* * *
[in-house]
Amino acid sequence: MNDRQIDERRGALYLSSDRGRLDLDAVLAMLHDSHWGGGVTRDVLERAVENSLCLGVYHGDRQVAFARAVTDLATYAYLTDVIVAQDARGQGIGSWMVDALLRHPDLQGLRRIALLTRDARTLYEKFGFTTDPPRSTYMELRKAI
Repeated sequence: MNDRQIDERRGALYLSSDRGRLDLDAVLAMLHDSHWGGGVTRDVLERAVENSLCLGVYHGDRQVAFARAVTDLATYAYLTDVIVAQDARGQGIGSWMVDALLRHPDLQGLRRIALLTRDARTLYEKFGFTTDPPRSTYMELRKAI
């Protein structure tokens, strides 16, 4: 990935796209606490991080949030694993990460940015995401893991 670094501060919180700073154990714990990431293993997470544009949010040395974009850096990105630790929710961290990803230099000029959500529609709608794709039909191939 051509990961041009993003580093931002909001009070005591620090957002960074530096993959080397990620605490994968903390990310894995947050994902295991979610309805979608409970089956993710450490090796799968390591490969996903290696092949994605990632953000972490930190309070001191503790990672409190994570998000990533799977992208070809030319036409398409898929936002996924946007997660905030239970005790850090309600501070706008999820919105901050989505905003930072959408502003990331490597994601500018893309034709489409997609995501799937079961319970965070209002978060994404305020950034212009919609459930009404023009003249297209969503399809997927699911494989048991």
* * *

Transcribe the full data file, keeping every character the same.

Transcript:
[in-house]
Amino acid sequence: MNDRQIDERRGALYLSSDRGRLDLDAVLAMLHDSHWGGGVTRDVLERAVENSLCLGVYHGDRQVAFARAVTDLATYAYLTDVIVAQDARGQGIGSWMVDALLRHPDLQGLRRIALLTRDARTLYEKFGFTTDPPRSTYMELRKAI
Repeated sequence: MNDRQIDERRGALYLSSDRGRLDLDAVLAMLHDSHWGGGVTRDVLERAVENSLCLGVYHGDRQVAFARAVTDLATYAYLTDVIVAQDARGQGIGSWMVDALLRHPDLQGLRRIALLTRDARTLYEKFGFTTDPPRSTYMELRKAI
């Protein structure tokens, strides 16, 4: 990935796209606490991080949030694993990460940015995401893991 670094501060919180700073154990714990990431293993997470544009949010040395974009850096990105630790929710961290990803230099000029959500529609709608794709039909191939 051509990961041009993003580093931002909001009070005591620090957002960074530096993959080397990620605490994968903390990310894995947050994902295991979610309805979608409970089956993710450490090796799968390591490969996903290696092949994605990632953000972490930190309070001191503790990672409190994570998000990533799977992208070809030319036409398409898929936002996924946007997660905030239970005790850090309600501070706008999820919105901050989505905003930072959408502003990331490597994601500018893309034709489409997609995501799937079961319970965070209002978060994404305020950034212009919609459930009404023009003249297209969503399809997927699911494989048991």